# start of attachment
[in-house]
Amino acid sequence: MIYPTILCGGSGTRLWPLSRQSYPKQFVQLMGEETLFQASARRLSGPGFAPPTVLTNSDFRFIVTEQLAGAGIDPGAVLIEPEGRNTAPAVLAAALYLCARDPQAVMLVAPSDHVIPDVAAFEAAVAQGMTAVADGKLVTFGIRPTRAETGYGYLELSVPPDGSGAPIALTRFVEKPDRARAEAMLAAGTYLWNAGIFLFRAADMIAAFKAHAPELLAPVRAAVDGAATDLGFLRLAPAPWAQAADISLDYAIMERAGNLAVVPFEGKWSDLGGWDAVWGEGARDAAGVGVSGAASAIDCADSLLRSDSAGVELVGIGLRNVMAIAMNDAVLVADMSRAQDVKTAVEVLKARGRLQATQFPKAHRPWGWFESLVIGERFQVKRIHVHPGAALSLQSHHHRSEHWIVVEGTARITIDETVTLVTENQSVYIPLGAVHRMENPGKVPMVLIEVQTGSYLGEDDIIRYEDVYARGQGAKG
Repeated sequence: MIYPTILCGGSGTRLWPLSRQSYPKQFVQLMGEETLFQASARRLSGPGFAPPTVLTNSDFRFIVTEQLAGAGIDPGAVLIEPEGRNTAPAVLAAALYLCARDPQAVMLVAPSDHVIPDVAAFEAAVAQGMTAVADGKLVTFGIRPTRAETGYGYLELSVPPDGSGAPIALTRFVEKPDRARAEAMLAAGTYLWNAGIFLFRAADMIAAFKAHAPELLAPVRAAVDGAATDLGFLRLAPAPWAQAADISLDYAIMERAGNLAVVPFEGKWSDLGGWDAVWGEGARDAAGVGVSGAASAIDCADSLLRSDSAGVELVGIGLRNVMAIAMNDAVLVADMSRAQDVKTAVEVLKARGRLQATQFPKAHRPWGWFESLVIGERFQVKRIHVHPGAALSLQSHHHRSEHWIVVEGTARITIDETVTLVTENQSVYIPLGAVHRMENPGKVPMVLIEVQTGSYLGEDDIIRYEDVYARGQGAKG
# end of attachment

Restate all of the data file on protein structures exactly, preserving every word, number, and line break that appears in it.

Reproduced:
[in-house]
Amino acid sequence: MIYPTILCGGSGTRLWPLSRQSYPKQFVQLMGEETLFQASARRLSGPGFAPPTVLTNSDFRFIVTEQLAGAGIDPGAVLIEPEGRNTAPAVLAAALYLCARDPQAVMLVAPSDHVIPDVAAFEAAVAQGMTAVADGKLVTFGIRPTRAETGYGYLELSVPPDGSGAPIALTRFVEKPDRARAEAMLAAGTYLWNAGIFLFRAADMIAAFKAHAPELLAPVRAAVDGAATDLGFLRLAPAPWAQAADISLDYAIMERAGNLAVVPFEGKWSDLGGWDAVWGEGARDAAGVGVSGAASAIDCADSLLRSDSAGVELVGIGLRNVMAIAMNDAVLVADMSRAQDVKTAVEVLKARGRLQATQFPKAHRPWGWFESLVIGERFQVKRIHVHPGAALSLQSHHHRSEHWIVVEGTARITIDETVTLVTENQSVYIPLGAVHRMENPGKVPMVLIEVQTGSYLGEDDIIRYEDVYARGQGAKG
Repeated sequence: MIYPTILCGGSGTRLWPLSRQSYPKQFVQLMGEETLFQASARRLSGPGFAPPTVLTNSDFRFIVTEQLAGAGIDPGAVLIEPEGRNTAPAVLAAALYLCARDPQAVMLVAPSDHVIPDVAAFEAAVAQGMTAVADGKLVTFGIRPTRAETGYGYLELSVPPDGSGAPIALTRFVEKPDRARAEAMLAAGTYLWNAGIFLFRAADMIAAFKAHAPELLAPVRAAVDGAATDLGFLRLAPAPWAQAADISLDYAIMERAGNLAVVPFEGKWSDLGGWDAVWGEGARDAAGVGVSGAASAIDCADSLLRSDSAGVELVGIGLRNVMAIAMNDAVLVADMSRAQDVKTAVEVLKARGRLQATQFPKAHRPWGWFESLVIGERFQVKRIHVHPGAALSLQSHHHRSEHWIVVEGTARITIDETVTLVTENQSVYIPLGAVHRMENPGKVPMVLIEVQTGSYLGEDDIIRYEDVYARGQGAKG